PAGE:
To determine if a community is for you, spend some time in the area. Talk to area residents, visit area shopping centers, walk around and meet people. Get a feel for the kind of people who live in the community and whether you’d like to be a part of it.
Choosing a House
We’ve saved the best for last. In many ways home finding is easier than choosing a county and a community because you are considering tangible details. Yet our experience suggests that many people "decide" with emotion and "justify" with facts. This section will help you strike a better balance.
First, one should realize that thousands of houses are sold in the area every year. Inspecting the thousands of houses on the market is obviously impossible. But you can turn this overwhelming selection to your advantage. If you can clearly describe the features you require a HomeLife Higher Standards Sales Representative can make a preliminary screening for you. After you select the best houses you can concentrate on inspecting your top choices. The key is knowing what you need.
How many people will be living in the house? Do you prefer a new or resale home? What is your preferred housing style? Town house, Colonial, contemporary, split level, split foyer, Cape Cod, or something else?
How many total rooms do you need? Bedrooms, bathrooms? How strongly do you require features such as separate living room, dining room, laundry room, basement or attic, family room, fireplace, workshop area, garage? (Some people consider central air conditioning a summertime necessity.) How much property do you require? Do you have preferences for any particular natural features?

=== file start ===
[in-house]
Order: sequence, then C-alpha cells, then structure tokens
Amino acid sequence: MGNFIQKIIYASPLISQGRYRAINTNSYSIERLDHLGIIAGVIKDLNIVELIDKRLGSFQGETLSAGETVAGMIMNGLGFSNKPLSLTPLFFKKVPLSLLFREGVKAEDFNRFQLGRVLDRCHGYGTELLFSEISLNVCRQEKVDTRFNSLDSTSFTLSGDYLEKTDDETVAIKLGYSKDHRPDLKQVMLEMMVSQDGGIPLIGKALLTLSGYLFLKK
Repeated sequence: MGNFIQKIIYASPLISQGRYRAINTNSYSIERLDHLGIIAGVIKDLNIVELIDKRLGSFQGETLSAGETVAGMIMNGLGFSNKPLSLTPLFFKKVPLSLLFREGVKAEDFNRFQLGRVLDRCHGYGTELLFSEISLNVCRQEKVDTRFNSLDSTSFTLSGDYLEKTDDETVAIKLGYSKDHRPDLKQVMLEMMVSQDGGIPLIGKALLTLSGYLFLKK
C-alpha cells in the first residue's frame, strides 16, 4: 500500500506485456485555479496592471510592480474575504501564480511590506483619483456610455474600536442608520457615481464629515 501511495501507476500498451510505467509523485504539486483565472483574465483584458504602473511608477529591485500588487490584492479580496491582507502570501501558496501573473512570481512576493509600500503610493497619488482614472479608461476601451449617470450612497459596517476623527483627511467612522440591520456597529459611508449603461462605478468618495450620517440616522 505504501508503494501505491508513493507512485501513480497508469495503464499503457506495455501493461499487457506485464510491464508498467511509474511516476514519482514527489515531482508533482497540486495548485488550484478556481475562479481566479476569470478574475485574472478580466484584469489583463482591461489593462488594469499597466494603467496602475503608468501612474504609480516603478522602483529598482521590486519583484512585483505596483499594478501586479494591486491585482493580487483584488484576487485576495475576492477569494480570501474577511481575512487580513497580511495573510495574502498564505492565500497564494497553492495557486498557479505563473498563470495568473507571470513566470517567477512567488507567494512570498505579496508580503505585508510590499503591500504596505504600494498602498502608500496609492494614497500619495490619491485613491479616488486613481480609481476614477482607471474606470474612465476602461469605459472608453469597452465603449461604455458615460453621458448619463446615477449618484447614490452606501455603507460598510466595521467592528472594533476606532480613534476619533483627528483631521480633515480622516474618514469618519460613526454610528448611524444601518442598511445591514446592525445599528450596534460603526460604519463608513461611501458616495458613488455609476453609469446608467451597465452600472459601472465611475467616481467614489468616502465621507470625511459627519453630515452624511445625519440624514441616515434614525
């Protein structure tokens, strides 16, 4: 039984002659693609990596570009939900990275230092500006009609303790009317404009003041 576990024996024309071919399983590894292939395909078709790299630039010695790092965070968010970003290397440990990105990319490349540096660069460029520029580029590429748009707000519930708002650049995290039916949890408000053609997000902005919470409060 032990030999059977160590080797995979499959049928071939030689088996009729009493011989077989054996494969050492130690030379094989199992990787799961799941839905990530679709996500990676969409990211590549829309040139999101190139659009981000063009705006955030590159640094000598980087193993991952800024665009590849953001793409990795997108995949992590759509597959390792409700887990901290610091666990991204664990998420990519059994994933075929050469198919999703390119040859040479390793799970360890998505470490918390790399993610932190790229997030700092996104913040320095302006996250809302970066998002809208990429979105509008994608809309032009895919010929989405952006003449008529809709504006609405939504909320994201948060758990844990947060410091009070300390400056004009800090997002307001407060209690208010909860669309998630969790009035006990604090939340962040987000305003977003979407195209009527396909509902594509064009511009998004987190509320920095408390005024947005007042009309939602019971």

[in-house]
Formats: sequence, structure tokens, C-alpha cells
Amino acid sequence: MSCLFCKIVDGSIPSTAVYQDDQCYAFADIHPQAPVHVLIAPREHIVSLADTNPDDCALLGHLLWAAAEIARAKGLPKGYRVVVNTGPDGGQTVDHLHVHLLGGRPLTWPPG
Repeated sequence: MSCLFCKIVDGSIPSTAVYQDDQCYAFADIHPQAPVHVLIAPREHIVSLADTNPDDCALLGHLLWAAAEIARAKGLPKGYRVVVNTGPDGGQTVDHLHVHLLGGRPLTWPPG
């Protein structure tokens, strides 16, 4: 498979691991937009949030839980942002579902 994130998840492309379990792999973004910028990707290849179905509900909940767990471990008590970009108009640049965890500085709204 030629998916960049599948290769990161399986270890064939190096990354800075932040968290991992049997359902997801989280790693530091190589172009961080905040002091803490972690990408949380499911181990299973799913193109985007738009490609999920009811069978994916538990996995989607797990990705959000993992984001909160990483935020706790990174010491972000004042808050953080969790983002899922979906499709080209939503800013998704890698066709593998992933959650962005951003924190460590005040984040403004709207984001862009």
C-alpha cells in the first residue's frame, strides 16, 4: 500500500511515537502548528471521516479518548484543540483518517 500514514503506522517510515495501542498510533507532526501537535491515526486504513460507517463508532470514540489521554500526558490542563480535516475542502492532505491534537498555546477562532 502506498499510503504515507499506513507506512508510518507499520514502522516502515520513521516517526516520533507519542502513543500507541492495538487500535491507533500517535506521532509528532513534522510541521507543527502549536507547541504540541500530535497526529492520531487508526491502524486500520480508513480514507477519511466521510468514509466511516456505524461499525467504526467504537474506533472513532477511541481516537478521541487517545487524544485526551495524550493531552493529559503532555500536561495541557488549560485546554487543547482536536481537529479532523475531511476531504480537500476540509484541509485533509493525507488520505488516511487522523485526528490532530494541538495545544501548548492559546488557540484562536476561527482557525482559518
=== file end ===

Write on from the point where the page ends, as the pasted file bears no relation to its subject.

Many of our customers find it helpful to keep a record of the houses they inspect. A large notebook (8.5 x 11) is handy with pages large enough to record vital information as well as hold stapled instant pictures of attractive houses and communities or clipped advertisements.
Asking price? Original asking price? Has the price been reduced? What price did the house last sell for? In what year?
Is the asking price comparable to other houses in the community? Higher or lower? However, when carefully comparing properties be sure to take into account unique features and improvements that vary house-to-house, and consult the HomeLife Higher Standards Sales Representative who is experienced in market comparisons.
Is the existing mortgage assumable? Required down payment amount? What financing method is acceptable to the seller?
What are the annual property taxes? Will the taxes increase with transfer of deed and a new market price? Any local bonds or assessments?
Outside. Address of property? House style? Lot size? Landscaping details? Degree of grounds maintenance required? Age of house? Structural condition? Are any major repairs or improvements necessary? Maintenance of building?
Inside. Make a sketch of floor plans. Total number of rooms and baths on each floor? Any extras such as intercom, fireplaces, phone jacks? Built-in appliances: dishwasher, garbage disposal, trash compactor? Adequate storage space?
Construction. Inspect quality of materials, present condition, craftsmanship both inside and outside. Insulation? Weather stripping or storm windows?